By: Ed Roberts
Exacerbated by several high-profile Hollywood scandals, a wave of anti-Hollywood rhetoric tried to paint the movie capital as a veritable hotbed of crime, licentiousness, and moral transgression. THE SINS OF HOLLYWOOD, published in May 1922, is perhaps the most prominent anti-Hollywood polemic published during this turbulent time in film history. This anonymously-written booklet recounts in sensational, lurid detail the various high-profile scandals that precipitated the firestorm surrounding Hollywood's supposed moral turpitude. The author (later identified as former PHOTOPLAY editor Ed Roberts) pulls no punches in his condemnation of "movie vice." He even takes aim at some of Hollywood's biggest stars, directors, and producers: Rudolph Valentino, Roscoe "Fatty" Arbuckle, Wallace Reid, Thomas Ince, Mabel Normand, Mae Busch, and more. Although real names are only sparingly used, most subjects are easily identified.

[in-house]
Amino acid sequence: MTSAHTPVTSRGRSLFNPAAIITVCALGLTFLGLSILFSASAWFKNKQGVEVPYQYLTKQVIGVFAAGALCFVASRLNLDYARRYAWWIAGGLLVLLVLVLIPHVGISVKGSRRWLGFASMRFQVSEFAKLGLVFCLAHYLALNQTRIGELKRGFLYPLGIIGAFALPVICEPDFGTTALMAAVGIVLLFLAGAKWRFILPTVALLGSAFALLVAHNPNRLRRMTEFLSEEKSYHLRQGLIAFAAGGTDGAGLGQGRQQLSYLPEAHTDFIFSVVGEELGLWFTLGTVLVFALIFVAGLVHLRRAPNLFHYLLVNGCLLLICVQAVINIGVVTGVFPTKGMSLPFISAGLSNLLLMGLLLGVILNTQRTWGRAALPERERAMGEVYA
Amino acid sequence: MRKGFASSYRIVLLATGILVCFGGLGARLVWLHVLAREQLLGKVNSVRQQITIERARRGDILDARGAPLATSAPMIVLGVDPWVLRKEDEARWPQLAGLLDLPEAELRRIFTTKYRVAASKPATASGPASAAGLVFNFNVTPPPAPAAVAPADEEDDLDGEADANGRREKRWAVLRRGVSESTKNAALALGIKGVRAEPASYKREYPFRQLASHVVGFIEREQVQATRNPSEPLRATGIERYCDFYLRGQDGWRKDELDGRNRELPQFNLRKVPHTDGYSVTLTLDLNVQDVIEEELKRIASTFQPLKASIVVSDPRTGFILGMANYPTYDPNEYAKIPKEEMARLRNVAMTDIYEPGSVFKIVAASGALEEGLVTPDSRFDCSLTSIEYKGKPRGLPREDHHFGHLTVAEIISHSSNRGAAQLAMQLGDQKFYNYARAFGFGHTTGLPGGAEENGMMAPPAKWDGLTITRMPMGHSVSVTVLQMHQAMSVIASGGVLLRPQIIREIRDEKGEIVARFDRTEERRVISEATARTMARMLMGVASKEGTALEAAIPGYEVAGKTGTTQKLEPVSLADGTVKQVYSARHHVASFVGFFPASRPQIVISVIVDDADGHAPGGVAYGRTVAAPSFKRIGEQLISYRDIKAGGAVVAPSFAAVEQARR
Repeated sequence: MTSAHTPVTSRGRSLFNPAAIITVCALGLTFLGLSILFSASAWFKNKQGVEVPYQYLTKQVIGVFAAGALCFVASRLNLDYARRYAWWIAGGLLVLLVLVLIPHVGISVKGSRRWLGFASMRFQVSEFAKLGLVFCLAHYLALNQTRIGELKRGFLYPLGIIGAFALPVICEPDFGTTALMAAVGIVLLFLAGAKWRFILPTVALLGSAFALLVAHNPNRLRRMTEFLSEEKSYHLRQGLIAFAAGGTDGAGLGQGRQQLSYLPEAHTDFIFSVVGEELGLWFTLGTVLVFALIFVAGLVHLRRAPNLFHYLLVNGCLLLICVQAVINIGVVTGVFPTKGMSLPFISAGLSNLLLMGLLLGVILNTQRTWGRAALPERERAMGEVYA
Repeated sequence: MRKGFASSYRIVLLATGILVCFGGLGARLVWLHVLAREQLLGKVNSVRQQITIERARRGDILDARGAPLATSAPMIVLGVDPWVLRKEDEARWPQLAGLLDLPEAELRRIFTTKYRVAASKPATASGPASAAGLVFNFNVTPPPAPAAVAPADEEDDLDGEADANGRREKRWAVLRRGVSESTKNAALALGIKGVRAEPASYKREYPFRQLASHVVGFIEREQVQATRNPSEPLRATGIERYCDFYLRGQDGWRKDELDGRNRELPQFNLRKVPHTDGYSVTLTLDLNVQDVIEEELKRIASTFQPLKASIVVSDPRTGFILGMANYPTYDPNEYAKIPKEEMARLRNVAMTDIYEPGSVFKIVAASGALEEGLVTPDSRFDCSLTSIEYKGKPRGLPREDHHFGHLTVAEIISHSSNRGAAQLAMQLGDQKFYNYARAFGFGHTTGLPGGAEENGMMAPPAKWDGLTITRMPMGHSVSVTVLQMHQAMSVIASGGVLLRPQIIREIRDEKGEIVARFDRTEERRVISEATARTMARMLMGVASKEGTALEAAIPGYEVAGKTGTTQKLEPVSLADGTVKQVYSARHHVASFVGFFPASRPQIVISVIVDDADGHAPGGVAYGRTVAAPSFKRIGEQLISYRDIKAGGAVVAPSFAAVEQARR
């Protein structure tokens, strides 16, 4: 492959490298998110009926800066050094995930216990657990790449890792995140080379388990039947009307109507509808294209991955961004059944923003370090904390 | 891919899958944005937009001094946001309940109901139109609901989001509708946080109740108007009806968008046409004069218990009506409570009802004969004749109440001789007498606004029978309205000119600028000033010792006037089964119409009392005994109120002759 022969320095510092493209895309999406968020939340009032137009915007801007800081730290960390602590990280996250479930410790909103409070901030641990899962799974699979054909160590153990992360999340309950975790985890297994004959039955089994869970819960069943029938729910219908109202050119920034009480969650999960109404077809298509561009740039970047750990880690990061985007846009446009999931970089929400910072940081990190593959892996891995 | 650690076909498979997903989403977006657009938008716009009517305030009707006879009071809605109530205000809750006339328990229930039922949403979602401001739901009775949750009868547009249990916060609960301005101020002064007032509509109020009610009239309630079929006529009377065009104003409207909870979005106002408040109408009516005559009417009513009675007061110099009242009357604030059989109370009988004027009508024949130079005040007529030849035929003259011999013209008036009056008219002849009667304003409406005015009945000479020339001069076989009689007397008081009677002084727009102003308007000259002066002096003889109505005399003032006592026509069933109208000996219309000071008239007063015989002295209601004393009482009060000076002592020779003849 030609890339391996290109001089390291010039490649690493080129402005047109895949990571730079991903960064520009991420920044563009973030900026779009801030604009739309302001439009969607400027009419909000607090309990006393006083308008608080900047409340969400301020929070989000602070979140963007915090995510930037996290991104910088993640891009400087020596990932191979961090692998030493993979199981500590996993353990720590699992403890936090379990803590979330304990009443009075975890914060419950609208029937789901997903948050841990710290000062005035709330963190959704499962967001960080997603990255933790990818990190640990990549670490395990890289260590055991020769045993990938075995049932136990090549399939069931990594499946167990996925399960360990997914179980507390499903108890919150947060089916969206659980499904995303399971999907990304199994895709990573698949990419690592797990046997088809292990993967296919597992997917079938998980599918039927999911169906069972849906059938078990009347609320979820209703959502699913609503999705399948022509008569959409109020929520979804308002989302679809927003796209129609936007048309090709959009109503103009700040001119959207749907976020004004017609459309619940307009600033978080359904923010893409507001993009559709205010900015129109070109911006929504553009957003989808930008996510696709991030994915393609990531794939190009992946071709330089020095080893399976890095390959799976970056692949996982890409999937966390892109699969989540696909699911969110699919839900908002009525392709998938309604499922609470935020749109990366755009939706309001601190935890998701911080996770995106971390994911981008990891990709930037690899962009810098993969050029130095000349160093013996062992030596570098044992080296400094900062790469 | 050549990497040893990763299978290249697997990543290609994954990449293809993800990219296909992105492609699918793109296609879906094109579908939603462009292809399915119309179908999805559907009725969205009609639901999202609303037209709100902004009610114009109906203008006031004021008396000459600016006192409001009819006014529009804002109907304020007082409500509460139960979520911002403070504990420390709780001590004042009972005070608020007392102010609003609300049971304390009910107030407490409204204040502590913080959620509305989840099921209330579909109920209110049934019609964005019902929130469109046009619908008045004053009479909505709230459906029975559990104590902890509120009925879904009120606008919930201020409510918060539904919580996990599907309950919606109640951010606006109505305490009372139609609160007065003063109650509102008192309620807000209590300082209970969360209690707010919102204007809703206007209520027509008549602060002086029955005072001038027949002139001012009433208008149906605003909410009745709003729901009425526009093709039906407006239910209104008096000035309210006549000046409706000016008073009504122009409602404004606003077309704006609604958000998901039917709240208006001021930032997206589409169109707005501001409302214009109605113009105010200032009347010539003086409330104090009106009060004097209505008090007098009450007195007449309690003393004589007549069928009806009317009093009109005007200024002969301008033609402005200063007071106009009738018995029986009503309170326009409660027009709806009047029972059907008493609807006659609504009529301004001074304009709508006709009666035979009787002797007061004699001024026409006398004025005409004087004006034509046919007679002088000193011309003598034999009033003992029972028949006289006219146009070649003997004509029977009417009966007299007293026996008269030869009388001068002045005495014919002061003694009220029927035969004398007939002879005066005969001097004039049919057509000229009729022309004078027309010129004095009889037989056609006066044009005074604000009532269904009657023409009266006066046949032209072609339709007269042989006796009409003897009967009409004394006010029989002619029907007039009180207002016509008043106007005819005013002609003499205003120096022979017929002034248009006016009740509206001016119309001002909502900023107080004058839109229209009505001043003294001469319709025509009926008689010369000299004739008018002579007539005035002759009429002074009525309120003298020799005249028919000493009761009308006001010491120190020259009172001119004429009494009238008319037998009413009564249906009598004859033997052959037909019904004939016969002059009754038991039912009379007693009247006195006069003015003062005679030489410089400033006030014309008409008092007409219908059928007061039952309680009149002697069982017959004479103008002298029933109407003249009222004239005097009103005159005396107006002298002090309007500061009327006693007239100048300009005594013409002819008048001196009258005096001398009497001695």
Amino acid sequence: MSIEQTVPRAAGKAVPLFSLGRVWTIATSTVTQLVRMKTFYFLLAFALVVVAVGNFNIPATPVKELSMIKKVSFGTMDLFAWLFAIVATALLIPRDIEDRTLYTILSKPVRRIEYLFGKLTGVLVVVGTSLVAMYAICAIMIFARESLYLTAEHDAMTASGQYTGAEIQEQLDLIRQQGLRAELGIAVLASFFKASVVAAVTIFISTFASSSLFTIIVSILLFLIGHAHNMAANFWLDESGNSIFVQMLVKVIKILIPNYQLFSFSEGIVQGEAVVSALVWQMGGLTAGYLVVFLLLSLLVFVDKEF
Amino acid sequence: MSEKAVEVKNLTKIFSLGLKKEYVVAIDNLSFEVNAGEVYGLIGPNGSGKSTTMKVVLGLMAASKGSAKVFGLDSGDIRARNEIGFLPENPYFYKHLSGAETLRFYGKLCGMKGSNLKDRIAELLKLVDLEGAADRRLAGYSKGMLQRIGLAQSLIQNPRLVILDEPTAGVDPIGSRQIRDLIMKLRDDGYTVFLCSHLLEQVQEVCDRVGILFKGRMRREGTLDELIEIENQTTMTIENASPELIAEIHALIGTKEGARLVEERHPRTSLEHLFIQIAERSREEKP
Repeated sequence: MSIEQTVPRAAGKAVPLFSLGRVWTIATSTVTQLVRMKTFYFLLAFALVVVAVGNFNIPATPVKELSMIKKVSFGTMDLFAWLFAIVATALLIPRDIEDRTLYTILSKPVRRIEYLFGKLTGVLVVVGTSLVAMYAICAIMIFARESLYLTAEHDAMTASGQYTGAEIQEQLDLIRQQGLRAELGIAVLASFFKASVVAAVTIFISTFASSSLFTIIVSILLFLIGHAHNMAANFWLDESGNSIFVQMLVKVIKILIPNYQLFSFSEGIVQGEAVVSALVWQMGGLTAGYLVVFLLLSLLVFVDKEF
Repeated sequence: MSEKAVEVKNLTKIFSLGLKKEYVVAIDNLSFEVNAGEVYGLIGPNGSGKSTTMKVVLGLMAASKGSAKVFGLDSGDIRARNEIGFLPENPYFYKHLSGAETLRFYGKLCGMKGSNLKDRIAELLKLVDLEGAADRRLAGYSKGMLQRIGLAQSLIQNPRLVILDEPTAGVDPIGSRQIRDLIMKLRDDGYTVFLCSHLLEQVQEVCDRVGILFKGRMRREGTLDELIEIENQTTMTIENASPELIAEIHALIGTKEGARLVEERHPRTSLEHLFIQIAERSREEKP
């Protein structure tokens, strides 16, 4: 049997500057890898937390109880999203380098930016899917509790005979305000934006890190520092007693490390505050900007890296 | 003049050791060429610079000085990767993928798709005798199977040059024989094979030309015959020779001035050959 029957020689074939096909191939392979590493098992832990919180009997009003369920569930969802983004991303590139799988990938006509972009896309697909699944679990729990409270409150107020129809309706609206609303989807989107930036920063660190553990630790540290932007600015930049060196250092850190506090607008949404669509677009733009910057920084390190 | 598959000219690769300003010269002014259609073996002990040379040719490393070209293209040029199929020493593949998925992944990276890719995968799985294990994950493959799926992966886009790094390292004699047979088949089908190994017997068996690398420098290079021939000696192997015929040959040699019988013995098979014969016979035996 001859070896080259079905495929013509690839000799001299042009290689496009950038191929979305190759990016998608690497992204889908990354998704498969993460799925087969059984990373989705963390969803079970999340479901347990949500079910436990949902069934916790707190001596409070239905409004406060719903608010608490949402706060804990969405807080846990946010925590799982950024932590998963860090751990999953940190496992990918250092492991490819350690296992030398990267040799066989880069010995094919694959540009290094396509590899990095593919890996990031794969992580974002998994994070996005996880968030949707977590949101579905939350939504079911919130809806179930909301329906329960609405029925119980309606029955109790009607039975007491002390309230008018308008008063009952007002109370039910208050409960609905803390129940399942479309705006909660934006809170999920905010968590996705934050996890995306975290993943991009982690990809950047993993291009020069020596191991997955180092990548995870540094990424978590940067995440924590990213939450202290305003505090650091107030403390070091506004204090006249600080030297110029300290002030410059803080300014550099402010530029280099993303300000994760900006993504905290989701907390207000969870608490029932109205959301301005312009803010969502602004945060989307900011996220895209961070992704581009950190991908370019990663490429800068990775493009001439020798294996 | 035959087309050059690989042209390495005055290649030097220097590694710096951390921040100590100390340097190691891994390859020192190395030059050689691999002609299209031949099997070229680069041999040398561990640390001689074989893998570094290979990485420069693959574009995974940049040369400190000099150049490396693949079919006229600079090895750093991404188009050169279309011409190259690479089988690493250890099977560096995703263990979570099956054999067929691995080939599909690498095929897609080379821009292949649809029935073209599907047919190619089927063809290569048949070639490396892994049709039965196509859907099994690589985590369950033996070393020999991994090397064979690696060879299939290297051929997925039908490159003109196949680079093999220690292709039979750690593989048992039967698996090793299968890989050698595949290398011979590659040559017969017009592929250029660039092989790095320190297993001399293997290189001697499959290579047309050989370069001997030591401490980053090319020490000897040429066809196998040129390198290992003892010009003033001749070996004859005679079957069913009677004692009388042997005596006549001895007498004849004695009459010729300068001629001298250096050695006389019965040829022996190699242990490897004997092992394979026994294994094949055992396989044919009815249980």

In a nutshell, the author takes us on a guided tour through the seedy, disreputable, thoroughly indecent underworld that lurks beneath Hollywood's glistening, glamorous facade. It is a sensational work of moral alarmism that gives us a wild, untamed, unapologetically lurid account of Hollywood's dark side.
NOTE: This book is an entertaining, propulsively readable book regardless of one's prior knowledge of early Hollywood history. However, some listeners may want to know the identities of these scandalized stars. Their identities can be found in the annotations provided by TAYLOROLOGY: http://www.taylorology.com/issues/Taylor30.txt